Plant Blast Kills One, Injures 77

GEISMAR, La. – A Thursday explosion at a Williams Partners plant that handles ethane and propane resulted in flames reaching as high as 200 feet, leaving one person dead and dozens injured.

Tulsa, Okla.-based Williams operates the Fort Beeler natural gas processing facility along U.S. 250 between Cameron and Moundsville, as well as the fractionator along the Ohio River south of Moundsville. The company processes gas for Gastar Exploration and Trans Energy, along with several other producers in northern West Virginia.

The Williams facility in Louisiana is one of scores of chemical and industrial facilities that dot the riverside between Baton Rouge and New Orleans. The company said the blast happened at 8:37 a.m. By the afternoon, all of the plant’s more than 300 workers had been accounted for, according to Louisiana State Police Capt. Doug Cain.

Louisiana’s health department said 77 people were treated at hospitals, with 51 being released by the evening. Hospitals reported that workers mostly had burns, cardiac and respiratory issues and bruises, health department spokeswoman Christina Stephens said. Police identified the man killed as 29-year-old Zachary C. Green of Hammond, La.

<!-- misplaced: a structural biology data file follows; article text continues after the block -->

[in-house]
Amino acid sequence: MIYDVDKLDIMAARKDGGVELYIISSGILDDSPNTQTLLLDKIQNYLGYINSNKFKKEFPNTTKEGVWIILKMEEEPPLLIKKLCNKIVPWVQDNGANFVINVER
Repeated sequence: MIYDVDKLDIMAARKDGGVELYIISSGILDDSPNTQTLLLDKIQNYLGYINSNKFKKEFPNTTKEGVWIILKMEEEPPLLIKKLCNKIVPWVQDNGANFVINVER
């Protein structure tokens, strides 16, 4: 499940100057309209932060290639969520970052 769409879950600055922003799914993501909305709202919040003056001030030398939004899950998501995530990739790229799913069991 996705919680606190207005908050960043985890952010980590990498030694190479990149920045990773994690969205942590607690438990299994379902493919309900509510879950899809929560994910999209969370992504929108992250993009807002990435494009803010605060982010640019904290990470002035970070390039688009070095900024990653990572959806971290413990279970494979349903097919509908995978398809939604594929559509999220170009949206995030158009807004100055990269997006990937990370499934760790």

Residents several miles from the plant described feeling the ground shaking.

“It felt like a three-second earthquake. It was a massive explosion,” said Louisiana state Sen. Troy Brown, who lives several miles from the plant. Unsure what it was, he drove to a gas station down the street and saw flames shooting up 100 to 200 feet into the air.

“It was scary,” he said.

The cause was not immediately known, but the FBI said terrorism was not suspected. Early tests did not indicate dangerous levels of any chemicals around the plant after the blast, said Jean Kelly of the state Department of Environmental Quality.

Kelly said an ethylene fire at ground level reportedly was waning several hours after the explosion.

A contract worker, Daniel Cuthbertson, 34, described a scene of “mass hysteria” immediately after the explosion, with workers scrambling over gates to get out of the plant.

“God was with me today because I know when I looked back, I barely made it. I know somebody was hurt. There’s no way everybody escaped that,” Cuthbertson said while at an emergency staging area about 2 miles from the plant.

“We are currently focused on the safety and well-being of our employees, contractors and the local community who are responding to the situation. Emergency shut-down valves have been closed. The unit is isolated,” Williams officials stated regarding the Louisiana blast. “Our emergency-response crews are thoroughly trained to respond to these types of incidents and are diligently performing their work with their first priority being the safety and well-being of people in and around the area.”